LinkedIn – As with your resume, your LinkedIn profile is your tool for getting noticed – but more importantly, this platform allows you to get noticed on a global scale with basically a click of a mouse. Make sure your profile is optimized with key terms and highlights using language recognized in your future industry. Even if you don’t have the licensing or certifications you need right away, you can still show that you are working toward those goals. Include links to projects you’ve completed to give readers a visual view of your creative style, published works, projects, etc. There is a lot of room for information on LinkedIn, and you need to ensure you are using the site to showcase you in the best ways possible. NOTE: LinkedIn is a huge source for not only finding jobs and connecting with colleagues and other friends, but also for networking and joining groups within your new industry. The more you network and learn, the faster you will grow in your field.
Social Media – in addition to LinkedIn, you can market your skills, experience, and accomplishments on multiple sites to get your name out there. Start a business page, use creative content, and be sure to brand yourself appropriately – even when you are limited in the character amounts you can use – you can still find something short and sweet to speak to your abilities. Effective branding is key in getting noticed and pulling the reader in to want to learn more about you!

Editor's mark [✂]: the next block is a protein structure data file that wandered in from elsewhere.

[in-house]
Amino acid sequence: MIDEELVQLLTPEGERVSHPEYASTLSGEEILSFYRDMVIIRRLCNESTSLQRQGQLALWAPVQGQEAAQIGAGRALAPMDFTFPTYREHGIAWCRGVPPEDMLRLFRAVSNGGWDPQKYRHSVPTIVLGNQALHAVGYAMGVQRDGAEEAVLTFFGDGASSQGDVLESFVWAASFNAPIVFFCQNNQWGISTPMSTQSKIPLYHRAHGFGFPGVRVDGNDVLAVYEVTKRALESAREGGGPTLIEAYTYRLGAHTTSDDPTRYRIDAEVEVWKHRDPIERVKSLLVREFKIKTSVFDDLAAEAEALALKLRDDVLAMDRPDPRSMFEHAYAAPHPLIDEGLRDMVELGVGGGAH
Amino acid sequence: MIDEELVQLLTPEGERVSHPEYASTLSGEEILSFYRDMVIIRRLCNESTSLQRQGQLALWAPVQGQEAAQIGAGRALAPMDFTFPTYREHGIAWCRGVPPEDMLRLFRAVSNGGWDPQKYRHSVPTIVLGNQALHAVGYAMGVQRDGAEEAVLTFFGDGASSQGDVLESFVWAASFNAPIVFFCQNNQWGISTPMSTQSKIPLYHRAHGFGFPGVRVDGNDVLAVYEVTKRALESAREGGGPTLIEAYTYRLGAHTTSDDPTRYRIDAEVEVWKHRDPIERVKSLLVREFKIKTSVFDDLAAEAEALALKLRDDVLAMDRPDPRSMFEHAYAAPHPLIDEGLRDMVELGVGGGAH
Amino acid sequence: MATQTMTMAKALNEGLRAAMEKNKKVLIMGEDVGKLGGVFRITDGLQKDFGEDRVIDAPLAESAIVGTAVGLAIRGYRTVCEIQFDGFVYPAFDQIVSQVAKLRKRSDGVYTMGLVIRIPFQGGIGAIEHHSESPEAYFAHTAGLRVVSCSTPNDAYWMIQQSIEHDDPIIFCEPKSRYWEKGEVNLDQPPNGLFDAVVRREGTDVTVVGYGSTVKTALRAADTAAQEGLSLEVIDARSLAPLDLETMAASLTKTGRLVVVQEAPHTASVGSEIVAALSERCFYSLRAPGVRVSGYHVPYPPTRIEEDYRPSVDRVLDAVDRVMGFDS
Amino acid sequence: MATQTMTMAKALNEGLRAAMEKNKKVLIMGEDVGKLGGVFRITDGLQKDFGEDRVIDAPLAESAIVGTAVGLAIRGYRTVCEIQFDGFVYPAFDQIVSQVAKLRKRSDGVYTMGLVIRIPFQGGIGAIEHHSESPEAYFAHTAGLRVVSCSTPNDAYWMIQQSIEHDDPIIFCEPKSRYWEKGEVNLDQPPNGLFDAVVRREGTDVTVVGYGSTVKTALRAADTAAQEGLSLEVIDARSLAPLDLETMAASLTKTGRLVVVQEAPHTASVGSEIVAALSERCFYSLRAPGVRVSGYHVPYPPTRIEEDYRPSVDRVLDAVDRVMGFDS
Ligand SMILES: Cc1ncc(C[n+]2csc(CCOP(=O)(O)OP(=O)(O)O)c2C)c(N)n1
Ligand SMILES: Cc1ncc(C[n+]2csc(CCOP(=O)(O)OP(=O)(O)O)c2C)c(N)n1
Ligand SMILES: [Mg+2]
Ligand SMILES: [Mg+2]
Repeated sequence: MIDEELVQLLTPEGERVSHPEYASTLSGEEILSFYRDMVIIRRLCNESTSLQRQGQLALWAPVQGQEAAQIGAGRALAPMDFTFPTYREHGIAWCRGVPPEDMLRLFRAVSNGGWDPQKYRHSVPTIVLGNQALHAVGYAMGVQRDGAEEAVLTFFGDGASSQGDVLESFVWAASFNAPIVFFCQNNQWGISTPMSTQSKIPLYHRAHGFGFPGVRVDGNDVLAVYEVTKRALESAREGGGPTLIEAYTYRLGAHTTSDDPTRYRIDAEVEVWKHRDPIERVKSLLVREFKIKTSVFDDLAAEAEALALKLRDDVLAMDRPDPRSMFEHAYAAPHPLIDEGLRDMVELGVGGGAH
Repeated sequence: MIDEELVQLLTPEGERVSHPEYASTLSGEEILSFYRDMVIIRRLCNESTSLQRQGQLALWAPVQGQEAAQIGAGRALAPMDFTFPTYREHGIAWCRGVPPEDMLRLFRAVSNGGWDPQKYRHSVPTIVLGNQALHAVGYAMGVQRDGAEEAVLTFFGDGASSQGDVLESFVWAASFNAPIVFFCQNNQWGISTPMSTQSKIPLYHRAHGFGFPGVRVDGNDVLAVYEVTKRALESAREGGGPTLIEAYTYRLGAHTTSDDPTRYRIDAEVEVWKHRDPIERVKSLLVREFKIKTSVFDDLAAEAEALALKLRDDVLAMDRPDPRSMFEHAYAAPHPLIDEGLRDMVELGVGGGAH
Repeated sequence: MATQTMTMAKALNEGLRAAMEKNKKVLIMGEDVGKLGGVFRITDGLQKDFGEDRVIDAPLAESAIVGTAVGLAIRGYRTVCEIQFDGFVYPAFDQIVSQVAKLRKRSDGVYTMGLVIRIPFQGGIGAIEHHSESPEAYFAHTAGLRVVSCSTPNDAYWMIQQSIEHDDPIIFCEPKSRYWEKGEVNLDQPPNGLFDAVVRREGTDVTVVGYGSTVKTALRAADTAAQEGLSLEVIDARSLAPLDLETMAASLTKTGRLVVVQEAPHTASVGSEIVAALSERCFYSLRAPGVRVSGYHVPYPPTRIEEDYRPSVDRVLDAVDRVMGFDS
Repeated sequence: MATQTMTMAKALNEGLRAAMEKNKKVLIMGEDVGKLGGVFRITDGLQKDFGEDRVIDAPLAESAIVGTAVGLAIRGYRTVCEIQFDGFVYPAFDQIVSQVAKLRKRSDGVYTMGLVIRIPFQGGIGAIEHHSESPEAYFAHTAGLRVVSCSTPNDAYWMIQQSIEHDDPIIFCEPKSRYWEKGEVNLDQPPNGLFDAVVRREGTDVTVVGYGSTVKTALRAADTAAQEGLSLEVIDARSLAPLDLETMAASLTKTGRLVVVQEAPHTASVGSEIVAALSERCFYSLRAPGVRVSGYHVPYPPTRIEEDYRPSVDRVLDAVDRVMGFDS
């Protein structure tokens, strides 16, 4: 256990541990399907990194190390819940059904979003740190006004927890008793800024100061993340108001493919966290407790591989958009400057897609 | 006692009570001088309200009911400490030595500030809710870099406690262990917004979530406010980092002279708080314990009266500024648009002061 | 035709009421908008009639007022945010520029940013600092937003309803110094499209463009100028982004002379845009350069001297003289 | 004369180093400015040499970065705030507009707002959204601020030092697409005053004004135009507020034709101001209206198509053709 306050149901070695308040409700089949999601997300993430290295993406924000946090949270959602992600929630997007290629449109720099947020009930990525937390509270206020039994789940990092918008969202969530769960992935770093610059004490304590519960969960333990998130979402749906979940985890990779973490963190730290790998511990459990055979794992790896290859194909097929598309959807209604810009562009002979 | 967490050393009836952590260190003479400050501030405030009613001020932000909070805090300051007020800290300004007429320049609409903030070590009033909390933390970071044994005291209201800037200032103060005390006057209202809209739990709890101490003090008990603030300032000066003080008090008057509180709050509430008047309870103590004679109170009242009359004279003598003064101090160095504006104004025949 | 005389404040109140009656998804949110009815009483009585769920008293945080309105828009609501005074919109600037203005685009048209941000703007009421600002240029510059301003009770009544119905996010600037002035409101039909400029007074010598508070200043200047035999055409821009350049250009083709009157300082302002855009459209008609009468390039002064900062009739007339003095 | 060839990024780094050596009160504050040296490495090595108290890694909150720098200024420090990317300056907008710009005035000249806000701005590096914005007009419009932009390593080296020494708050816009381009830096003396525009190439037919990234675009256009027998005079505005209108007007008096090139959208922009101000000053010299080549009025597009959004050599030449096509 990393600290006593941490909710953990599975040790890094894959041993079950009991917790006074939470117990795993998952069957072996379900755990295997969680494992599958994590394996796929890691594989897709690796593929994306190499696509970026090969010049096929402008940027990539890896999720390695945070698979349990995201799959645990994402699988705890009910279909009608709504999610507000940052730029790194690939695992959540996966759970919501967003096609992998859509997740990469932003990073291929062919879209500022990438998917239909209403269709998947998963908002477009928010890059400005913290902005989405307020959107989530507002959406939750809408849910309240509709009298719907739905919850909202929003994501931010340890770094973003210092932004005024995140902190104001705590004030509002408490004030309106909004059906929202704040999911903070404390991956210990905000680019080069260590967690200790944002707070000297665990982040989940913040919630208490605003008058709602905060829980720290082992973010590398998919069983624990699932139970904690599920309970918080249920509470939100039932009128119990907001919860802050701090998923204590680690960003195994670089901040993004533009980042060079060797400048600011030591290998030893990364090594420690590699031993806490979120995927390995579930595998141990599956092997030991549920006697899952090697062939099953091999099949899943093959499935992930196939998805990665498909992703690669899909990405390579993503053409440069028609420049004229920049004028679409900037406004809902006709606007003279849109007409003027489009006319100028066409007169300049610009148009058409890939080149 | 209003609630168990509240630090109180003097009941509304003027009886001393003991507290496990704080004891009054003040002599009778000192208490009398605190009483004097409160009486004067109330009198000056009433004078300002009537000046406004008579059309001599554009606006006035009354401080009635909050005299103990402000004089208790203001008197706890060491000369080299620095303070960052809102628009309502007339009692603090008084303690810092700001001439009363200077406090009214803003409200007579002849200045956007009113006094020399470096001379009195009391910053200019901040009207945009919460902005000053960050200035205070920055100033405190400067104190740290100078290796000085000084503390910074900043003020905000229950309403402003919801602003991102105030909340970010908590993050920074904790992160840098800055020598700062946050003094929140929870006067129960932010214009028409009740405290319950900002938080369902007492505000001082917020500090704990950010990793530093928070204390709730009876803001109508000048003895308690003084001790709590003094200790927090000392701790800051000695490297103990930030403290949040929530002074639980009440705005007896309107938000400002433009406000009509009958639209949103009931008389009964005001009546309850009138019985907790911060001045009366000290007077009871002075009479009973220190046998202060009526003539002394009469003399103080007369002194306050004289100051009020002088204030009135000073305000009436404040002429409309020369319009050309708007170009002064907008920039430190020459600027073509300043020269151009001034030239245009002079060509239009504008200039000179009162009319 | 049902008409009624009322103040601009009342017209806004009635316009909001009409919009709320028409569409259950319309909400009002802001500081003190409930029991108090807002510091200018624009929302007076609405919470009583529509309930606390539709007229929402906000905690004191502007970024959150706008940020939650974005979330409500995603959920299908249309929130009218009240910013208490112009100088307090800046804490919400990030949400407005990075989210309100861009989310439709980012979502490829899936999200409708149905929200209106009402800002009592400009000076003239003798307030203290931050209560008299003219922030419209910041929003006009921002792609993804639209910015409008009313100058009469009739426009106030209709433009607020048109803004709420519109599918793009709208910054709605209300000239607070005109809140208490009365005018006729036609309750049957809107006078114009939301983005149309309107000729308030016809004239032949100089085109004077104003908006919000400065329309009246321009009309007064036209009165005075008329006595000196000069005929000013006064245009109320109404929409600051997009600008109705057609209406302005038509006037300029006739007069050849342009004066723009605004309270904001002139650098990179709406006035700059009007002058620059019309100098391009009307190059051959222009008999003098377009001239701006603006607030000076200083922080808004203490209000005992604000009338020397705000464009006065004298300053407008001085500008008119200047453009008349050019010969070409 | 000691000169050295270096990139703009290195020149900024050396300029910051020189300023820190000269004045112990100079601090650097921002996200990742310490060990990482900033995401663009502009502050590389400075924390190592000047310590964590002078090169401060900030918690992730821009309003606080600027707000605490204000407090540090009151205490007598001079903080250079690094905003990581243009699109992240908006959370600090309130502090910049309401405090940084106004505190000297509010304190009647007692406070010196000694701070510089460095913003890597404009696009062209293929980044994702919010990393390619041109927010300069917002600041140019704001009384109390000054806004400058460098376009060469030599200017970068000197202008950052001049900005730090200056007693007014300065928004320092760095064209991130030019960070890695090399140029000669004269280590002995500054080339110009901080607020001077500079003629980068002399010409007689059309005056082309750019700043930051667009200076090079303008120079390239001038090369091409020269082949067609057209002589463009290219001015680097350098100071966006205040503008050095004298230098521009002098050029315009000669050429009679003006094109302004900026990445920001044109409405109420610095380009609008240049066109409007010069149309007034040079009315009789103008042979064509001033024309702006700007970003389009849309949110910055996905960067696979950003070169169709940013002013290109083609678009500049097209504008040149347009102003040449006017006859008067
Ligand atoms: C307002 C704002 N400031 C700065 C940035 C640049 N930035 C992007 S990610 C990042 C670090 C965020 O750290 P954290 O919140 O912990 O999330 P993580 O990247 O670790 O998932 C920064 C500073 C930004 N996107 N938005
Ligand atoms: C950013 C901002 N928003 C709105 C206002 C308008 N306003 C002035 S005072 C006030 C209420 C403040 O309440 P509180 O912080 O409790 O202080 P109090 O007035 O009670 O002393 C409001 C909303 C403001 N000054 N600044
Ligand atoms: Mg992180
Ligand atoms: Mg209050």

Don’t let age, lack of formal experience, or anything else keep you from pursuing your dream job. If you’re willing to learn and work hard, you can do whatever you want in your career and in life – you just need to prepare for the change, ramp up all of your marketing tools, and hit the ground running with a positive “I’ve got this” attitude.